Blog: Homes: Let’s raise the debate
A second Scottish Parliament debate on housing in the space of 3 months shows just how much housing is working its way up the political agenda.
And so it should. At Shelter Scotland we’ve been highlighting the different facets of the housing crisis in our policy and campaigning work for years. Whether you’re part of the 60 per cent of households in Scotland who own and live in their own home, the 24 per cent of households who live in social rented housing or the 14 per cent of households who call the growing private rented sector (PRS) home, the housing crisis is affecting each and every one of us and it’s high time that our politicians sat up and took notice.
That is why we were delighted that the Scottish Government proposed this debate with a motion focusing on an ‘ambitious housebuilding programme for Scotland’. With 150,000 households currently on council house waiting lists, 10,666 homeless households in temporary accommodation and 4,896 homeless children – the need for more, better quality, affordable homes has never been more urgent.
In June of this year, the independent Commission on Housing and Wellbeing found that: “although many households in Scotland live in satisfactory housing…there is very clearly a homes crisis”. The Commission recommended that 23,000 new houses – across all tenures – need to be built each year between now and 2020. Following that, independent research commission by Shelter Scotland, CIH Scotland and the SFHA and published in October 2015 looked at the specific level of need for affordable homes across Scotland. This research found that at least 12,000 affordable homes need to be built each year during the next parliament, of which the majority need to be socially-rented to meet backlog and arising need.
This would not end the crisis, but it would be a bold step-change in delivery and would start to address the historic backlog and meet the future needs of our population. In less techy terms – this would help make sure everyone in Scotland has a home. A safe, secure, affordable home is a basic human right and the fact that so many people across Scotland are struggling to find or keep a home is having a very real human and financial cost across the country.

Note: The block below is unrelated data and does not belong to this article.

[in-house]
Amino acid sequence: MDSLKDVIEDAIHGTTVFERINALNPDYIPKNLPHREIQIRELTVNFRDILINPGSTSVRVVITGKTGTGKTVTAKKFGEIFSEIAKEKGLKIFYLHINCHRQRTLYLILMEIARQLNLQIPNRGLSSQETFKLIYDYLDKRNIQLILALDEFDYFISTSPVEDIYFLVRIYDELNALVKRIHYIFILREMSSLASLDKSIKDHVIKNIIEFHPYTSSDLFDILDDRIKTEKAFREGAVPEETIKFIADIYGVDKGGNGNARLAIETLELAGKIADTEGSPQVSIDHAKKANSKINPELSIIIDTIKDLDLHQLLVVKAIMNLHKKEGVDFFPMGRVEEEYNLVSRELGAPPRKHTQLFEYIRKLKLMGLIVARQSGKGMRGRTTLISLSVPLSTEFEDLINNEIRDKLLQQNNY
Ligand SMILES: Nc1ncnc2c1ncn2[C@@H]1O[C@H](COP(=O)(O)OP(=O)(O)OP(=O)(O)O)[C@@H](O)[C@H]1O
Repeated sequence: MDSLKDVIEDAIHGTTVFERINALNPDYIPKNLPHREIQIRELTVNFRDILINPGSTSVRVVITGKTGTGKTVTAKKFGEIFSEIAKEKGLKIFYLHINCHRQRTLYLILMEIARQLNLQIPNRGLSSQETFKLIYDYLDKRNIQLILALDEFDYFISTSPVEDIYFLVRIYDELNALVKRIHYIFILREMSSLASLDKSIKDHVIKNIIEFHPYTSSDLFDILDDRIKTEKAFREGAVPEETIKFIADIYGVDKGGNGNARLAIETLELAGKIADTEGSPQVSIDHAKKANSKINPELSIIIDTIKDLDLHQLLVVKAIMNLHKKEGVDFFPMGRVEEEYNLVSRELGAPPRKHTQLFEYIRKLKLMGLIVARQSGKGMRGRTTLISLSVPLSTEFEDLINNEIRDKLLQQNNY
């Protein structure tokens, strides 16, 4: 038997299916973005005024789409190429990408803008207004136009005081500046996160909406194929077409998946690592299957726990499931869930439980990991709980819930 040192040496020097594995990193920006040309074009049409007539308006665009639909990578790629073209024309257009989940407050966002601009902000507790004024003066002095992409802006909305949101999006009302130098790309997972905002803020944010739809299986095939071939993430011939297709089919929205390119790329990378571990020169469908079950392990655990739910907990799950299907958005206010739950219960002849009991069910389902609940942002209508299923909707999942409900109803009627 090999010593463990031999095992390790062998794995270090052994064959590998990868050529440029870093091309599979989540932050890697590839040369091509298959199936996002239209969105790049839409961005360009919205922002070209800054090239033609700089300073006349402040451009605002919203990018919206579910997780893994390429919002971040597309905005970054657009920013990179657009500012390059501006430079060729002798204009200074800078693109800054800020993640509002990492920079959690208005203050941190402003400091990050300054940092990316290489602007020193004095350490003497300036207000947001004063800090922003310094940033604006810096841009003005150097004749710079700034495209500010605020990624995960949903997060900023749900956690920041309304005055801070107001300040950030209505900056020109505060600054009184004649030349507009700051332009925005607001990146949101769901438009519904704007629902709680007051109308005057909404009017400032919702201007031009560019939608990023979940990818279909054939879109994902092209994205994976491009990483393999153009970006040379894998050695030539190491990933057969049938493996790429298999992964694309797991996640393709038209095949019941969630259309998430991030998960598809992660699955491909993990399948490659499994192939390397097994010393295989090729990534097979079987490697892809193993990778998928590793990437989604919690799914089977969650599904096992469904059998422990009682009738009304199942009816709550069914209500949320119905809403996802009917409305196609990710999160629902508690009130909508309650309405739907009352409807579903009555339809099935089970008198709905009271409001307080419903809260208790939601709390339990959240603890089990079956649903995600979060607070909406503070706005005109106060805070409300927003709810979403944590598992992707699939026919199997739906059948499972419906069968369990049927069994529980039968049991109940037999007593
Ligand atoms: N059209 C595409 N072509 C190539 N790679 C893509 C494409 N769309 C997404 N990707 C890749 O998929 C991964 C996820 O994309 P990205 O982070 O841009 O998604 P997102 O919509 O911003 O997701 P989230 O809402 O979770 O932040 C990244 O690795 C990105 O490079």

This crisis has been a long-time coming. We have not been building enough homes for years: general housebuilding is currently at its lowest level since 1947. The recession has restricted funding options and strained delivery, but we are facing a decades-long backlog and with a growing, ageing population. We want to see party politics left at the door and long-term commitment to homes from all our politicians.
That is why we are urging all parties to be bold and ambitious on housing. We recently welcomed the commitment from the SNP to deliver 50,000 affordable homes pending the outcome of the 2016 Holyrood elections. We would urge all parties to make sure that housing is at the heart of their manifestos and at the heart of politics for the next 5 years. Housing is pivotal to delivering social justice and to achieving nearly all national policy outcomes including on health, education and criminal justice. Critically, we cannot begin to address the staggering inequalities in our society unless we address housing inequality. Child poverty, fuel poverty, opportunity inequality and health inequalities cannot and will not be meaningfully addressed unless housing is at the core of our approach.
So we welcomed last week’s debate and we listened with interest. Vital issues were raised from all parts of the chamber – how, where and what we build, funding, issues with planning regulations, land-banking, community developments, PRS reform, tenants’ rights, energy efficient homes…..the list goes on and it’s encouraging to see such important issues being debated at parliament.
Now the issues are on the table, what Shelter Scotland wants to see is a real cross-party political commitment to housing, looking at long-term all-tenure housing solutions in the round.
- Fiona King is campaigns & public affairs manager at Shelter Scotland